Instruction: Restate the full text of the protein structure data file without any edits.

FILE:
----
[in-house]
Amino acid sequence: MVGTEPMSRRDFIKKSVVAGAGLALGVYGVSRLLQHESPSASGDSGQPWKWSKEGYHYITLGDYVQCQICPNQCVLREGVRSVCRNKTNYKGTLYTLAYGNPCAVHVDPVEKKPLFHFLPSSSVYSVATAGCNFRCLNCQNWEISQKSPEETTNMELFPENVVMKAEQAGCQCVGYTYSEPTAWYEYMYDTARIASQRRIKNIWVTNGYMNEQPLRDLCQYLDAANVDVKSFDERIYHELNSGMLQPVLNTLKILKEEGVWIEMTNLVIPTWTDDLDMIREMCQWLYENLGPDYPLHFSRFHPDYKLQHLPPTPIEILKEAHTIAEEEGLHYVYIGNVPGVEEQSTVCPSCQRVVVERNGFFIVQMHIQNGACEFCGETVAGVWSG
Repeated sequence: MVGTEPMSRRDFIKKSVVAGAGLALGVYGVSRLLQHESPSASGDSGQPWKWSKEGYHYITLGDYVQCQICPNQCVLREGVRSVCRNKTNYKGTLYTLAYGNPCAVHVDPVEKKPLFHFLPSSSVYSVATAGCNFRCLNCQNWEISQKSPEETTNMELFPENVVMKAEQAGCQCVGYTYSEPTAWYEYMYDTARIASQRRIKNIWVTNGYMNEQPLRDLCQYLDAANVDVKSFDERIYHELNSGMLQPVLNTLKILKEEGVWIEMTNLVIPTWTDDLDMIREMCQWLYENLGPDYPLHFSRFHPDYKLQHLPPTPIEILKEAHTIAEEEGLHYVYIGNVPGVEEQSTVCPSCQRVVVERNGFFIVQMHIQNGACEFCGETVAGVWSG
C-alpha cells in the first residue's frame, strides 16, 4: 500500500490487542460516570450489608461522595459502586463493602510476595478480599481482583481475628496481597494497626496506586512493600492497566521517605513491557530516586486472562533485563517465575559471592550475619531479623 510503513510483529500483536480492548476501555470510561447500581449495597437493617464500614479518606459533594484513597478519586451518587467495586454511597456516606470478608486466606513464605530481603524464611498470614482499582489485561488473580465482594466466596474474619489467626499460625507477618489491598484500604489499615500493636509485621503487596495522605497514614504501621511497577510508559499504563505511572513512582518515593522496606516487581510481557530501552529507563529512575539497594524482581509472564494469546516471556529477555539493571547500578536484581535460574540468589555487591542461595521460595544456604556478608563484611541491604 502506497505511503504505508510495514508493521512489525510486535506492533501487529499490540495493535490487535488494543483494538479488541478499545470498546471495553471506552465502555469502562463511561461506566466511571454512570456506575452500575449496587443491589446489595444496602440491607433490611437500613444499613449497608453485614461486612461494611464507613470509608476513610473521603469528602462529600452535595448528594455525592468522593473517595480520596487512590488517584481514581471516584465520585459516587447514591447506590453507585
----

[in-house]
Amino acid sequence: MVGTEPMSRRDFIKKSVVAGAGLALGVYGVSRLLQHESPSASGDSGQPWKWSKEGYHYITLGDYVQCQICPNQCVLREGVRSVCRNKTNYKGTLYTLAYGNPCAVHVDPVEKKPLFHFLPSSSVYSVATAGCNFRCLNCQNWEISQKSPEETTNMELFPENVVMKAEQAGCQCVGYTYSEPTAWYEYMYDTARIASQRRIKNIWVTNGYMNEQPLRDLCQYLDAANVDVKSFDERIYHELNSGMLQPVLNTLKILKEEGVWIEMTNLVIPTWTDDLDMIREMCQWLYENLGPDYPLHFSRFHPDYKLQHLPPTPIEILKEAHTIAEEEGLHYVYIGNVPGVEEQSTVCPSCQRVVVERNGFFIVQMHIQNGACEFCGETVAGVWSG
Repeated sequence: MVGTEPMSRRDFIKKSVVAGAGLALGVYGVSRLLQHESPSASGDSGQPWKWSKEGYHYITLGDYVQCQICPNQCVLREGVRSVCRNKTNYKGTLYTLAYGNPCAVHVDPVEKKPLFHFLPSSSVYSVATAGCNFRCLNCQNWEISQKSPEETTNMELFPENVVMKAEQAGCQCVGYTYSEPTAWYEYMYDTARIASQRRIKNIWVTNGYMNEQPLRDLCQYLDAANVDVKSFDERIYHELNSGMLQPVLNTLKILKEEGVWIEMTNLVIPTWTDDLDMIREMCQWLYENLGPDYPLHFSRFHPDYKLQHLPPTPIEILKEAHTIAEEEGLHYVYIGNVPGVEEQSTVCPSCQRVVVERNGFFIVQMHIQNGACEFCGETVAGVWSG
C-alpha cells in the first residue's frame, strides 16, 4: 500500500490487542460516570450489608461522595459502586463493602510476595478480599481482583481475628496481597494497626496506586512493600492497566521517605513491557530516586486472562533485563517465575559471592550475619531479623 510503513510483529500483536480492548476501555470510561447500581449495597437493617464500614479518606459533594484513597478519586451518587467495586454511597456516606470478608486466606513464605530481603524464611498470614482499582489485561488473580465482594466466596474474619489467626499460625507477618489491598484500604489499615500493636509485621503487596495522605497514614504501621511497577510508559499504563505511572513512582518515593522496606516487581510481557530501552529507563529512575539497594524482581509472564494469546516471556529477555539493571547500578536484581535460574540468589555487591542461595521460595544456604556478608563484611541491604 502506497505511503504505508510495514508493521512489525510486535506492533501487529499490540495493535490487535488494543483494538479488541478499545470498546471495553471506552465502555469502562463511561461506566466511571454512570456506575452500575449496587443491589446489595444496602440491607433490611437500613444499613449497608453485614461486612461494611464507613470509608476513610473521603469528602462529600452535595448528594455525592468522593473517595480520596487512590488517584481514581471516584465520585459516587447514591447506590453507585